Jump to content
Clubplanet Nightlife Community
Sign in to follow this  
nycmuzik

'Asian Brown Cloud' poses global threat

Recommended Posts

HONG KONG, China -- A dense blanket of pollution, dubbed the "Asian Brown Cloud," is hovering over South Asia, with scientists warning it could kill millions of people in the region, and pose a global threat.

In the biggest-ever study of the phenomenon, 200 scientists warned that the cloud, estimated to be two miles (three kilometers) thick, is responsible for hundreds of thousands of deaths a year from respiratory disease.

By slashing the sunlight that reaches the ground by 10 to 15 percent, the choking smog has also altered the region's climate, cooling the ground while heating the atmosphere, scientists said on Monday.

The potent haze lying over the entire Indian subcontinent -- from Sri Lanka to Afghanistan -- has led to some erratic weather, sparking flooding in Bangladesh, Nepal and northeastern India, but drought in Pakistan and northwestern India.

"There are also global implications, not least because a pollution parcel like this, which stretches three kilometers high, can travel half way round the globe in a week, " U.N. Environment Program chief Klaus Toepfer told a news conference in London on Sunday.

The U.N.'s preliminary report comes three weeks before the Earth Summit in Johannesburg, which opens on August 26, where all eyes will be on how not to overburden the planet.

Global threat

While haze hovers over other parts of the world, such as above America and Europe, what surprised scientists was just how far the cloud extended, and how much black carbon was in it, according to A P Mitra from India's National Physical Laboratory.

A cocktail of aerosols, ash, soot and other particles, the haze's reach extends far beyond the study zone of the Indian subcontinent, and towards East and Southeast Asia.

While many scientists once thought that only lighter greenhouse gases, such as carbon dioxide, could travel across the Earth, they now say that aerosol clouds can too.

"Biomass burning" from forest fires, vegetation clearing and fossil fuel was just as much to blame for the shrouding haze as dirty industries from Asia's great cities, the study found.

A large part of the aerosol cloud comes from inefficient cookers, where fuels such as cowdung and kerosene are used to cook food in many parts of Asia, says Mitra.

Acid rain

Using data from ships, planes and satellites to study Asia's haze during the northern winter months of 1995 to 2000, scientists were able to track it's journey to pristine parts of the world, such as the Maldives, to see how it affected climate.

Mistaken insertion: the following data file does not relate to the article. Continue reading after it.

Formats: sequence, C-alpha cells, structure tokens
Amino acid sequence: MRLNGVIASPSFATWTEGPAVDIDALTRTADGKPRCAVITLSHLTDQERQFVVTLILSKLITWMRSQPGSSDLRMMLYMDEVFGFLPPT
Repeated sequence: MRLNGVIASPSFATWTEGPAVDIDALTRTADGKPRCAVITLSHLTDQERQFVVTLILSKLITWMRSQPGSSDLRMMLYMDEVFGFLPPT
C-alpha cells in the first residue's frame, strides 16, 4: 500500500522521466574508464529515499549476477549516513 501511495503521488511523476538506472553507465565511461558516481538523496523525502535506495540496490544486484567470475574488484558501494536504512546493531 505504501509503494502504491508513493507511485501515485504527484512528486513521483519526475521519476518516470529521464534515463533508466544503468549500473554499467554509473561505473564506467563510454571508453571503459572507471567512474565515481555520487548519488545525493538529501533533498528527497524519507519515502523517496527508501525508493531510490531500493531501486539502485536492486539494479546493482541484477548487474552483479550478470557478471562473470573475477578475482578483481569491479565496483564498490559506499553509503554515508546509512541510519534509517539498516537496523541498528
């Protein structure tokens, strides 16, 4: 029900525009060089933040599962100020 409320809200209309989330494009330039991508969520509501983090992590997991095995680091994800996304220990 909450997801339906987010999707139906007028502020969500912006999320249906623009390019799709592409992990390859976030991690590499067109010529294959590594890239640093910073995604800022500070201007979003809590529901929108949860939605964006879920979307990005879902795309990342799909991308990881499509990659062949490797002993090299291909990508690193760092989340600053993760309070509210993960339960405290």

They discovered not only that the smog cut sunlight, heating the atmosphere, but also that it created acid rain, a serious threat to crops and trees, as well as contaminating oceans and hurting agriculture.

"It was much larger than we thought," said Mitra. The report suggested the pollution could be cutting India's winter rice harvest by as much as 10 percent.

The report calculated that the cloud -- 80 percent of which was man-made -- could cut rainfall over northwest Pakistan, Afghanistan, western China and western central Asia by up to 40 percent.

While scientists say it is just early days and they need more scientific data, they do say the regional and global impact of the haze will intensify over the next 30 years, with an estimated five billion people living in Asia.

Nobel laureate Paul Crutzen -- one of the first scientists to identify the causes of the hole in the ozone layer and also involved in the U.N. report -- said up to two million people in India alone were dying each year from atmospheric pollution.

In the next phase of the project, they will collect data from the entire Asian region, over more seasons with more observation sites and refine their techniques.

But because the lifetime of pollutants are short and they can be rained out, scientists are hopeful that if people use more efficient ways of burning fuel, such as better stoves, and cleaner sources of energy, time has not run out.

http://www.cnn.com/2002/WORLD/asiapcf/south/08/12/asia.haze/index.html

Share this post


Link to post
Share on other sites
Originally posted by bigpoppanils

if it makes anyone feel better....the Ford Excursion and Lincoln Blackwood are dead...:rock:

Hahh,, well that's something, but we gotta get rid of those 70's dusters el Dorado's to see any substantial change.

But this is indeed unhappy, real news that we gotta deal with. This smog will eventually hit the U.S. It will be interesting to see what we do about it

(already seeing everyone and their grandmother wearing gas masks 24/7) :blank:

Share this post


Link to post
Share on other sites
Originally posted by gmccookny

Hahh,, well that's something, but we gotta get rid of those 70's dusters el Dorado's to see any substantial change.

But this is indeed unhappy, real news that we gotta deal with. This smog will eventually hit the U.S. It will be interesting to see what we do about it

(already seeing everyone and their grandmother wearing gas masks 24/7) :blank:

if it does, i wonder who bush will blame....

Share this post


Link to post
Share on other sites

Create an account or sign in to comment

You need to be a member in order to leave a comment

Create an account

Sign up for a new account in our community. It's easy!

Register a new account

Sign in

Already have an account? Sign in here.

Sign In Now

Sign in to follow this  

×